Coming of age

Are Light-Sport Aircraft truly coming of age? I think so and, while I’m biased by my closeness to the industry, I have observed three noteworthy changes from summer to the recent AOPA Aviation Summit. Starting shortly before and at AirVenture, conversations with numerous established flight schools identified an impending purchase or two of LSAs to enter the training fleet. One of the largest flight training organizations, the University of North Dakota, recent hosted an LSA Fly-off.

Concurrently at AirVenture, representatives from groups like the General Aviation Manufacturers Association (GAMA) met to lobby for what has been called Part-23 Light. A more recent meeting drew FAA Administrator Randy Babbitt, who was said to have expressed support for a rule change in this direction. A successful change in certification methods will draw important lessons from the LSA experiment (my term) — for example, the surprising number of new models introduced in a few year’s time and a reasonable safety record that met expectations. Experience to be gained from the LSA rule thereby becomes important to makers of larger aircraft.

At the AOPA Summit last month, a meeting was hosted by GAMA to assist the industry with leadership. The gathering was attended by such leaders as Alan Klapmeier, a founder of Cirrus; Jack Pelton, the top man at Cessna; AOPA President Craig Fuller; new EAA President Rod Hightower; and GAMA leader Pete Bunce. Each of these men have expressed strong interest in the success of LSA. Five and a half years after the first fully-built LSA took to the air, the new sector appears to be winning its wings among the veterans of aviation.

For more on Sport Pilots and LSA:


  1. Jay says

    I fly under the SP rules. I found, purchased and restored an Aeronca 11AC. I then went ahead and obtained my SP license in the Aeronca. That was in July 2006. I now have 500 hours in the Chief and 600 total time.

    I don’t like flying at night (I trained for the private), rarely can find anyone to go flying with me (no need for more than two seats) and can fly as much as I do because the engine burns around 4.5 gallons per hour in cruise and 3.5 in the pattern.

    I honestly don’t know why more people don’t go SP with the more fuel efficient aircraft. I’m the only one at my airport but probably fly more than anyone else there. I see a lot of people flying 2 or 3 empty seats (more fuel, higher insurance).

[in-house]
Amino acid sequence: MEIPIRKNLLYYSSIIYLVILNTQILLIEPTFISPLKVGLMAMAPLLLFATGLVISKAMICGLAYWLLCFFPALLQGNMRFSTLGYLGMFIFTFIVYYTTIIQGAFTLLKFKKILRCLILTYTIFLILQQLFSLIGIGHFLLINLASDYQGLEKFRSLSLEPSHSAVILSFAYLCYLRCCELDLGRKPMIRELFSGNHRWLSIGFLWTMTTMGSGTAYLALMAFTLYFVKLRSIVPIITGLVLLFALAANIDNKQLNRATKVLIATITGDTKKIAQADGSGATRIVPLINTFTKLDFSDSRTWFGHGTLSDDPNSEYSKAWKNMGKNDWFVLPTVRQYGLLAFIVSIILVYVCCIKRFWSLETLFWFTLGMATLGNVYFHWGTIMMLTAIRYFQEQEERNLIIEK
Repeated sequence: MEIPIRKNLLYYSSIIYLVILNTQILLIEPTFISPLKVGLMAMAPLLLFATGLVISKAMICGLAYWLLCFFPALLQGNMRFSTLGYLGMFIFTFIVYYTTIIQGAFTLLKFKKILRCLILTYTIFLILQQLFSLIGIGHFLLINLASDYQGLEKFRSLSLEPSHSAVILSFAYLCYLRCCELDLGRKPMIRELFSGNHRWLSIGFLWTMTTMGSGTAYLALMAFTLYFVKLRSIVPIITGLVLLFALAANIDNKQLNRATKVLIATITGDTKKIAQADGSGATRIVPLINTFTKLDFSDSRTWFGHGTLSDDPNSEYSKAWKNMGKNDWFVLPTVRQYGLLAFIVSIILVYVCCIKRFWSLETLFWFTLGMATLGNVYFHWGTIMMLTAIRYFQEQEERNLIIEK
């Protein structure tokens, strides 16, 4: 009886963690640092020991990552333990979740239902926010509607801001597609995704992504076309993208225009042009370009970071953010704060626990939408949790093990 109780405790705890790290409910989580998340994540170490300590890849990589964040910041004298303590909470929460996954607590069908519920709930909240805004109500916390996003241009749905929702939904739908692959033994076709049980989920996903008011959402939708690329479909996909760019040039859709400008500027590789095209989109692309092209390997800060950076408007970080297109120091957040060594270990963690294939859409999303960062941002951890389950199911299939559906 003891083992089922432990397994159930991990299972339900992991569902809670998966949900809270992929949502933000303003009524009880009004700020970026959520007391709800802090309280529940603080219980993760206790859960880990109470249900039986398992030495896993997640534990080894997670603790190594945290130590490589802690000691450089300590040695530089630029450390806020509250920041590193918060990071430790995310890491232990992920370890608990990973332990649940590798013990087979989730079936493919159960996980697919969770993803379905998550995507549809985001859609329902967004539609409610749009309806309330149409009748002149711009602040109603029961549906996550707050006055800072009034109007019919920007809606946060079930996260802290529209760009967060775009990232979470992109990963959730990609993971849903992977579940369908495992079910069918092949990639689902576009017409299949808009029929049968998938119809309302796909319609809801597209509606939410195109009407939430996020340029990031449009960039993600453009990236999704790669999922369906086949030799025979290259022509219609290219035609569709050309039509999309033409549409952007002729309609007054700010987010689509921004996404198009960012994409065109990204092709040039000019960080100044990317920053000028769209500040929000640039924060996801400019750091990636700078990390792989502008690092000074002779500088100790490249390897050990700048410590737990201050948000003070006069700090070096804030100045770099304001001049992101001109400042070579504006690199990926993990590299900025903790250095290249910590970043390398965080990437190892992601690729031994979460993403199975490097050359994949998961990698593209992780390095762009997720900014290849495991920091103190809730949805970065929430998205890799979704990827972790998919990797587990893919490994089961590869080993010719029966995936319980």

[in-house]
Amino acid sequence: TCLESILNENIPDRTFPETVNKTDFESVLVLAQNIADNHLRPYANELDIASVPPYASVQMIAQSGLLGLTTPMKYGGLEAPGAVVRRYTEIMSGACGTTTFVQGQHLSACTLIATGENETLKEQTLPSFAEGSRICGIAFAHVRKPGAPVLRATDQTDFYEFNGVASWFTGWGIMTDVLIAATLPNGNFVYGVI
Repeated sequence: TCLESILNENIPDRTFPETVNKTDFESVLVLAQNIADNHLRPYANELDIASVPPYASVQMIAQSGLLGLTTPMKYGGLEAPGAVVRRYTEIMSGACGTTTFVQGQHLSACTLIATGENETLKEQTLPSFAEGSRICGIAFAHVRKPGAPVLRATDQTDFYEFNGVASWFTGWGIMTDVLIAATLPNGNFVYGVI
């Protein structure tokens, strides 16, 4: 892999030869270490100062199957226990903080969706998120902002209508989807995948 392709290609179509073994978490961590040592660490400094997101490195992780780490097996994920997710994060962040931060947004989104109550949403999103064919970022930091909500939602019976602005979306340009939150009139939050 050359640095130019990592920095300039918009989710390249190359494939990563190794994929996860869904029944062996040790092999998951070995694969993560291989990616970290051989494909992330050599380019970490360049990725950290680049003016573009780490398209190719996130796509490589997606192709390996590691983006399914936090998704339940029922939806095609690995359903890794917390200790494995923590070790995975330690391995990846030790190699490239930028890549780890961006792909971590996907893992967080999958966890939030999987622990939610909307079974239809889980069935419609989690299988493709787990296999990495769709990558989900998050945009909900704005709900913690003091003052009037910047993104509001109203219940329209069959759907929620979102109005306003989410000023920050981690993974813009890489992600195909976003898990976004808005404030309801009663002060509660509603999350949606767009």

Flying is indeed expensive but I’ve found the older planes with the smaller engines allow for less expense in fuel. The simpler planes also require less expense to maintain and annual.

    My fixed costs for a hanger, insurance, and annual are around $4000.00. Add another $2,400.00 or so in fuel and you’re spending some decent coin every year for a hobby.

    I’m not sure how I could make it any less expensive unless I took on a partner which I have no interest in doing. Flying is expensive, always has been, always will be.

  2. says

    From my personal observations, the LSA movement is very similar to the Recreational Pilot Certificate; a lot of publicity but little substance with the persons who really are needed to sustain aviation as I have known it.

    There must be a substantial change in the cost of entry level flying for us to encourage the next generation. Airplanes plainly cost too much for even the above average household or even several households to support a flying habit and maintain reasonable currency.

    Many of the LSA producers are underfunded and can not support an inventory of aircraft for immediate or even reasonable delivery.

    Most flight training is not conducted at a flight school under part 141 but under part 91. And these operations need aircraft for commercial operations not just flight training.

    The FAA rule which will not allow Private Pilots to fly for Remuneration then defines loggable flight time with an experienced pilot as remuneration limits flight time for currency on many flights and the regulation needs to be rewritten.

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